US Justice Department finds insufficient evidence to prosecute Idaho private prison guards

BOISE, Idaho – After a three-year investigation into allegations of possible criminal civil rights violations at Idaho’s largest private prison, the U.S. Department of Justice is declining to prosecute any current or former guards with Corrections Corporation of America.

U.S. Attorney Wendy Olson made the announcement Monday, saying the FBI’s investigation into inmate-on-inmate assaults at the CCA-run Idaho Correctional Center south of Boise was detailed and covered multiple incidences. Olson says that while the assaults at the prison have been problematic, prosecutors didn’t believe they would be able to prove elements of a federal crime beyond a reasonable doubt.

Under federal criminal civil rights law, prison guards commit a crime if they wilfully fail to stop an assault or are deliberately indifferent to an inmate who is in need of medical care. In a prepared statement, Olson said the investigation focused on whether correctional staffers had “actual knowledge of a substantial risk of serious harm to the inmate.”

That’s a tough standard, Olson said.

“We determined that under the circumstances, none of these assaults were incidents where we could prove the elements of a federal offence beyond a reasonable doubt. In such situations, we are obligated to decline prosecution. We do so here,” Olson said.

CCA spokesman Steve Owen said the company co-operated fully with investigators and that the safety of inmates, staffers and communities is a top priority.

“We appreciate the Department’s thorough review of this matter as well as the outcome,” Owen said.

Olson, the U.S. Attorney in Idaho, confirmed in November 2010 that the Department of Justice investigation was underway after The Associated Press published a story and surveillance video of an attack on former ICC inmate Hanni Elabed. Elabed was attacked in January 2010 moments after prison staff reassigned him to a cellblock with inmates he previously identified as being involved in peddling contraband with a staffer.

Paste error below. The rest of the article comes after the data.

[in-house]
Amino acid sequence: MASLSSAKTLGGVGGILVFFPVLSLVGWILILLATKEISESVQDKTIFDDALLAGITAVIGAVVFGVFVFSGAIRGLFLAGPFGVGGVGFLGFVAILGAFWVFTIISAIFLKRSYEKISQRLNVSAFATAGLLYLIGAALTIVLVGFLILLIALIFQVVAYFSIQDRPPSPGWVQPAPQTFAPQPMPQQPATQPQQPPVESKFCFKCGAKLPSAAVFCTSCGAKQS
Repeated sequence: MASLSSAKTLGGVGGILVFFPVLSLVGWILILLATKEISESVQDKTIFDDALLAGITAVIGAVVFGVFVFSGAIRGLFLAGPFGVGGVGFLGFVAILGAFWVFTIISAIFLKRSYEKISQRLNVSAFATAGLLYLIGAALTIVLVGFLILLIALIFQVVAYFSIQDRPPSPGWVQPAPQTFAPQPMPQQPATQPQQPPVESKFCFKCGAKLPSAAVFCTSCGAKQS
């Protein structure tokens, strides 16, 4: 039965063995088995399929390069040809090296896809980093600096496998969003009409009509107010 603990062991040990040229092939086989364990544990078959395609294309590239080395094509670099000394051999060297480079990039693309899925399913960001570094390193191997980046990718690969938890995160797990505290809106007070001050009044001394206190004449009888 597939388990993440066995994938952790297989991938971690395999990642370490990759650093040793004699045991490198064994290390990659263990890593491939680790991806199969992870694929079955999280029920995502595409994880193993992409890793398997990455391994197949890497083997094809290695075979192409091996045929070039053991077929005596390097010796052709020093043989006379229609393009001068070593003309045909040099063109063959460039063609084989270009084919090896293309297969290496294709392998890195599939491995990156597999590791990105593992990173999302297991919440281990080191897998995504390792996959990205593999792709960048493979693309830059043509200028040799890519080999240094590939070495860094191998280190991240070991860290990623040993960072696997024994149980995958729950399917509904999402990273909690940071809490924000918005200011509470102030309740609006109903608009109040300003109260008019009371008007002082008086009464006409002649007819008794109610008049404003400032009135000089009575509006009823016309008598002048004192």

The harrowing security video showed that a group of guards watched for several minutes as Elabed was attacked by another inmate. At one point, the footage shows Elabed banging on the window to a guard station and pleading for help to no avail. The guards continued to watch as Elabed was knocked unconscious, stomped and kicked; they didn’t intervene even when Elabed’s attacker sat down for a minute to catch his breath before continuing to beat the unconscious victim.

Elabed was left with permanent brain damage from the attack. He sued CCA in federal court and reached a settlement with the company; he was also granted a medical release from prison.

At the time, Olson said FBI agents were focusing on whether ICC staff had violated the civil rights of Elabed and other inmates at the prison, which is operated by the Nashville, Tenn.-based CCA under a $29 million contract with the state of Idaho.

The investigation was focused solely on the Idaho prison and not any of the other prisons operated across the country by CCA.

Several inmates at the Idaho Correctional Center have sued CCA in federal court alleging that the company’s management contributes to high rates of violence at the prison. Those civil rights lawsuits are a more appropriate vehicle for addressing the assaults that the investigation examined, Olson said.

She also noted that the criminal investigation did not cover recent admissions by CCA that staffers at the Idaho Correctional Center did not work all of the hours billed to the state of Idaho.